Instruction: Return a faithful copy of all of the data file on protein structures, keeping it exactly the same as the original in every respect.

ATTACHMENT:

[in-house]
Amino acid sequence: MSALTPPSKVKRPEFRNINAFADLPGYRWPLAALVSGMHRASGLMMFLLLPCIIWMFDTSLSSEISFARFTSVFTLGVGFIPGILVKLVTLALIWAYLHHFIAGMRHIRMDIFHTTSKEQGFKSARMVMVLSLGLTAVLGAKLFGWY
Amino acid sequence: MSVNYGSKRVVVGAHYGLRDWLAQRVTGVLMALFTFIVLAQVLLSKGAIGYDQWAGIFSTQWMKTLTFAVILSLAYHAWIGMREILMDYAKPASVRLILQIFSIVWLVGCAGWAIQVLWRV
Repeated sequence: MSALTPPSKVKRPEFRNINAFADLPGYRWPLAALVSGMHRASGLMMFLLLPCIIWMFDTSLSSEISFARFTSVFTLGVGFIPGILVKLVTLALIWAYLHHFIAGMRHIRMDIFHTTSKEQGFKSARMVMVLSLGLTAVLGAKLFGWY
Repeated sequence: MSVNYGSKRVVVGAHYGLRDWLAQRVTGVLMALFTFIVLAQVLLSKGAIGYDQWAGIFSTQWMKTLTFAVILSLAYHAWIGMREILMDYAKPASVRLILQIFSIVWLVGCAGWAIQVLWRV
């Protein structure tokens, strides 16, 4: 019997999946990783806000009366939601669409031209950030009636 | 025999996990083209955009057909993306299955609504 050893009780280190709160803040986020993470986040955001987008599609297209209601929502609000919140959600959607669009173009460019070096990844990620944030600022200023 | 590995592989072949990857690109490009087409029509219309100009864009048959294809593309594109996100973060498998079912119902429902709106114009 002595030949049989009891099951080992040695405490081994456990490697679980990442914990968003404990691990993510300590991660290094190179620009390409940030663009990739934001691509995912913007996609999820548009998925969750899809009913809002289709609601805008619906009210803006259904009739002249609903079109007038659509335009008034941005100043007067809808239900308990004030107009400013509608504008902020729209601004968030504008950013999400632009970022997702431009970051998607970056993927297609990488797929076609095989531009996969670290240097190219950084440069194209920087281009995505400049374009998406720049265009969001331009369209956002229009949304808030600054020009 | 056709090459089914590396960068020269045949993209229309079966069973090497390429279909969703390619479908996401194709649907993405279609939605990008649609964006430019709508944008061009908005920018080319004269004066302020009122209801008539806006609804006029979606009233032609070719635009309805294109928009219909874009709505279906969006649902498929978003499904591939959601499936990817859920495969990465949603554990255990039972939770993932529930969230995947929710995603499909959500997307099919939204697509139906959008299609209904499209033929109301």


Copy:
[in-house]
Amino acid sequence: MSALTPPSKVKRPEFRNINAFADLPGYRWPLAALVSGMHRASGLMMFLLLPCIIWMFDTSLSSEISFARFTSVFTLGVGFIPGILVKLVTLALIWAYLHHFIAGMRHIRMDIFHTTSKEQGFKSARMVMVLSLGLTAVLGAKLFGWY
Amino acid sequence: MSVNYGSKRVVVGAHYGLRDWLAQRVTGVLMALFTFIVLAQVLLSKGAIGYDQWAGIFSTQWMKTLTFAVILSLAYHAWIGMREILMDYAKPASVRLILQIFSIVWLVGCAGWAIQVLWRV
Repeated sequence: MSALTPPSKVKRPEFRNINAFADLPGYRWPLAALVSGMHRASGLMMFLLLPCIIWMFDTSLSSEISFARFTSVFTLGVGFIPGILVKLVTLALIWAYLHHFIAGMRHIRMDIFHTTSKEQGFKSARMVMVLSLGLTAVLGAKLFGWY
Repeated sequence: MSVNYGSKRVVVGAHYGLRDWLAQRVTGVLMALFTFIVLAQVLLSKGAIGYDQWAGIFSTQWMKTLTFAVILSLAYHAWIGMREILMDYAKPASVRLILQIFSIVWLVGCAGWAIQVLWRV
């Protein structure tokens, strides 16, 4: 019997999946990783806000009366939601669409031209950030009636 | 025999996990083209955009057909993306299955609504 050893009780280190709160803040986020993470986040955001987008599609297209209601929502609000919140959600959607669009173009460019070096990844990620944030600022200023 | 590995592989072949990857690109490009087409029509219309100009864009048959294809593309594109996100973060498998079912119902429902709106114009 002595030949049989009891099951080992040695405490081994456990490697679980990442914990968003404990691990993510300590991660290094190179620009390409940030663009990739934001691509995912913007996609999820548009998925969750899809009913809002289709609601805008619906009210803006259904009739002249609903079109007038659509335009008034941005100043007067809808239900308990004030107009400013509608504008902020729209601004968030504008950013999400632009970022997702431009970051998607970056993927297609990488797929076609095989531009996969670290240097190219950084440069194209920087281009995505400049374009998406720049265009969001331009369209956002229009949304808030600054020009 | 056709090459089914590396960068020269045949993209229309079966069973090497390429279909969703390619479908996401194709649907993405279609939605990008649609964006430019709508944008061009908005920018080319004269004066302020009122209801008539806006609804006029979606009233032609070719635009309805294109928009219909874009709505279906969006649902498929978003499904591939959601499936990817859920495969990465949603554990255990039972939770993932529930969230995947929710995603499909959500997307099919939204697509139906959008299609209904499209033929109301």